Diver scallops, according to seafood distributor Bobby DeMasco of upscale online fish market Wild Edibles, are often actually caught in dragnets, not by divers at all. He explained that many of the most prolific scallop beds are 300 feet underwater, far too deep for a diver to venture. It would be impossible to supply enough diver scallops to all the restaurants that claim to have them on their menus because such a small percentage of the yearly scallop catch is diver caught. DeMasco also said the mislabeling could occur at any step in the supply chain (with fishermen, distributors, or chefs) because all of them have a stake in marketing their seafood as sustainable.

This is certainly not to say that Mina’s diver-caught beauties aren’t legit; the most surefire protection against fraud, panel members said, is to find and develop relationships with trustworthy seafood purveyors who know exactly where their supply is coming from, and Mina (like many top chefs today) is all about those relationships. But divers are only the beginning; there’s the issue of line-caught versus trawl-caught bass, the relative merits of trapping, trolling, and farming, and the question of whether your supposedly wild salmon is actually packed with harmful PCBs. As if that weren’t enough, those little seafood wallet cards often give differing and even conflicting advice. And of course chefs often have to bend to consumer demand, offering “sexier” types of fish than the downmarket but sustainable species like tilapia and catfish.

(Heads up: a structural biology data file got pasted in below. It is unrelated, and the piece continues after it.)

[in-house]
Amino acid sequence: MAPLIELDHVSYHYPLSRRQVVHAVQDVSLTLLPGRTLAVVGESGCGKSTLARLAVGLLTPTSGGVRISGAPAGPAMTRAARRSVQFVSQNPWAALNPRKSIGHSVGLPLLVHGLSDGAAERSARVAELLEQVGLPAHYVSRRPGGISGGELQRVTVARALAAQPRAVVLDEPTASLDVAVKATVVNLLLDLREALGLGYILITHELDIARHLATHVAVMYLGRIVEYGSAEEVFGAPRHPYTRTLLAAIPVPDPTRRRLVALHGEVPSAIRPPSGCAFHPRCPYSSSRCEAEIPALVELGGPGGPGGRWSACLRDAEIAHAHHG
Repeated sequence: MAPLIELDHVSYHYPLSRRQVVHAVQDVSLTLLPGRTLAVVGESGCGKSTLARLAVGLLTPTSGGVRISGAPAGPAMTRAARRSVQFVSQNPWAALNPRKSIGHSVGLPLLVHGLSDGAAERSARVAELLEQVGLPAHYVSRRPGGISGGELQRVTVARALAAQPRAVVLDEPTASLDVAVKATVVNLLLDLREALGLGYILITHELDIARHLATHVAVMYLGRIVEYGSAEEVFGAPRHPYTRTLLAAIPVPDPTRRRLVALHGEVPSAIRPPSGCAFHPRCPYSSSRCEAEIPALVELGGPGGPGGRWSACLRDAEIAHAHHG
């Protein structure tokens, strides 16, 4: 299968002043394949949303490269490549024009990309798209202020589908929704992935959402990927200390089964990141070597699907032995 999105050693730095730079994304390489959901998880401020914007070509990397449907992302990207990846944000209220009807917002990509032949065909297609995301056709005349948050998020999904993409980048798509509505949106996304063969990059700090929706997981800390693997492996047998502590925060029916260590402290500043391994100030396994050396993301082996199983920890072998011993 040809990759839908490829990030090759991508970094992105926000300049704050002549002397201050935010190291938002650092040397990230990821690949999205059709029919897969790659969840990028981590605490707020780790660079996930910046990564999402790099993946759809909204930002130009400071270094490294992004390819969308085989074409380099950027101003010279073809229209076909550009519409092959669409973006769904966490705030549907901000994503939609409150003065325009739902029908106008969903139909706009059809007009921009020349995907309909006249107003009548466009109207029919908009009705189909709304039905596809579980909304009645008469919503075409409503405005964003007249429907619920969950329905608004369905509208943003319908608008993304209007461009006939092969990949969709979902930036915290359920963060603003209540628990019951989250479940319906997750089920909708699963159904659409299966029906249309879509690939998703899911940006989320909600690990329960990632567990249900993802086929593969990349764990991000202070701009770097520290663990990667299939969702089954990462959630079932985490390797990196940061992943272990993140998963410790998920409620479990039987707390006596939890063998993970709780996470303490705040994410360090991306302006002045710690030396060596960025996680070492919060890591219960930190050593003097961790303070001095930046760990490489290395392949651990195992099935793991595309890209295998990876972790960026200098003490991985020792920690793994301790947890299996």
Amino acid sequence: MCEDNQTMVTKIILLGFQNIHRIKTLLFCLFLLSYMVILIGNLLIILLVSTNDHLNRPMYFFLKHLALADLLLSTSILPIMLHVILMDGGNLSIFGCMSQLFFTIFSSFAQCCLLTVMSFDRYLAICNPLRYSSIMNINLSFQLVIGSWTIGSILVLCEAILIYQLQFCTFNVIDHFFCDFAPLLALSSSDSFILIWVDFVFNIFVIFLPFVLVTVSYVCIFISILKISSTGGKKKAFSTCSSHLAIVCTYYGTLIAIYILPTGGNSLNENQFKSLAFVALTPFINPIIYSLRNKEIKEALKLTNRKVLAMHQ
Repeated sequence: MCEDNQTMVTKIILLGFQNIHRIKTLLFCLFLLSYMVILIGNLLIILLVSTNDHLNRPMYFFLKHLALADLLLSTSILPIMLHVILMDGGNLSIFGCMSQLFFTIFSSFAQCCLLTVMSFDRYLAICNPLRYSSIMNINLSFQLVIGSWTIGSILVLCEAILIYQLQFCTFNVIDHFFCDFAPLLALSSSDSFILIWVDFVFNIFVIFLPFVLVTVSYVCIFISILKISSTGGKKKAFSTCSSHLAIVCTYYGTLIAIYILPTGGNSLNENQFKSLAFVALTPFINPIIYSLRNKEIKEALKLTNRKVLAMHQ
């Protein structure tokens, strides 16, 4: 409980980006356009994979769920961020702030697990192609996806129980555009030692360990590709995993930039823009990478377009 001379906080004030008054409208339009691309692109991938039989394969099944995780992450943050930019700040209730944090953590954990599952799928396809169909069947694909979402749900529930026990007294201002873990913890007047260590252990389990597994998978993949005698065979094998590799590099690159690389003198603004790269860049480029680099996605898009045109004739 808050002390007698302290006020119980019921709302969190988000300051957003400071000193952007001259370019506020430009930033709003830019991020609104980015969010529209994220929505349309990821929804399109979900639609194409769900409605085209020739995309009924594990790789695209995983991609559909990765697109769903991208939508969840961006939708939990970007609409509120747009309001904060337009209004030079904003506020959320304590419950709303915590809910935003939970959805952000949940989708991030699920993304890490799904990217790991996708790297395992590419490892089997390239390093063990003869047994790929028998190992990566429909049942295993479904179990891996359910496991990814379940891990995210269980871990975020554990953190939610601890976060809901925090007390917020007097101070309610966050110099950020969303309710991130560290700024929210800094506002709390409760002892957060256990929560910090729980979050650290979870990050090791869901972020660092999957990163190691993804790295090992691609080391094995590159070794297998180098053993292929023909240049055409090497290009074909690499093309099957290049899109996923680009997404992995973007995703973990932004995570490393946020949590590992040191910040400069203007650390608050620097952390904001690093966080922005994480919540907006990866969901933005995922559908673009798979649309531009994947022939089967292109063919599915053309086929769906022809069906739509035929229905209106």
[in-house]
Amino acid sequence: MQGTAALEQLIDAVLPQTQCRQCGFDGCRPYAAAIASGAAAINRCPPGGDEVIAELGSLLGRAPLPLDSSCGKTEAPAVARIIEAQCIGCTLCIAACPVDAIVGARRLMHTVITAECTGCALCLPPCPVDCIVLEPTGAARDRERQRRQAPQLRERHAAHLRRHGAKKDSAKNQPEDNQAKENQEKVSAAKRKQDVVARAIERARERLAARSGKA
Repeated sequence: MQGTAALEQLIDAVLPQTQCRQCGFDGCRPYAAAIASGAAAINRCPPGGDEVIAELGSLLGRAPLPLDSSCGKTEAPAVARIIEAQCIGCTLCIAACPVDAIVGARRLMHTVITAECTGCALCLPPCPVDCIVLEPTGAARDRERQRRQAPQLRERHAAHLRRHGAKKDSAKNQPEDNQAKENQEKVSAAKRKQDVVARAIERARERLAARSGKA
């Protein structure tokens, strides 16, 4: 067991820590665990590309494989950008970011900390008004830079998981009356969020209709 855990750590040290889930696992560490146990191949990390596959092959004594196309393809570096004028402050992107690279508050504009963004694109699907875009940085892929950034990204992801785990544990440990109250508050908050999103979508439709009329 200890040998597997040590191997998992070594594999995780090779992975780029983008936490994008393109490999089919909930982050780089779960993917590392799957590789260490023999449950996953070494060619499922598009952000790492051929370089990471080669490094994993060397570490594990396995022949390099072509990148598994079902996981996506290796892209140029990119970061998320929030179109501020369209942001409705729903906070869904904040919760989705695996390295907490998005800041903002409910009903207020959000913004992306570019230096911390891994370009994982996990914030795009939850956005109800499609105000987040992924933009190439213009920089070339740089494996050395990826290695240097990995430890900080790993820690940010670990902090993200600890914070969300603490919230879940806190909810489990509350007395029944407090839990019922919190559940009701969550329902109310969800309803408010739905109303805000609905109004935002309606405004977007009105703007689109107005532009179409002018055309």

It’s enough to induce fish-counter paralysis. A handy primer released by the eco-food nonprofit group Chef’s Collaborative helps somewhat in making sense of the quagmire, and Paul Greenberg, my fave fish guy, wrote a thoughtful and instructive op-ed piece (requires registration) last week.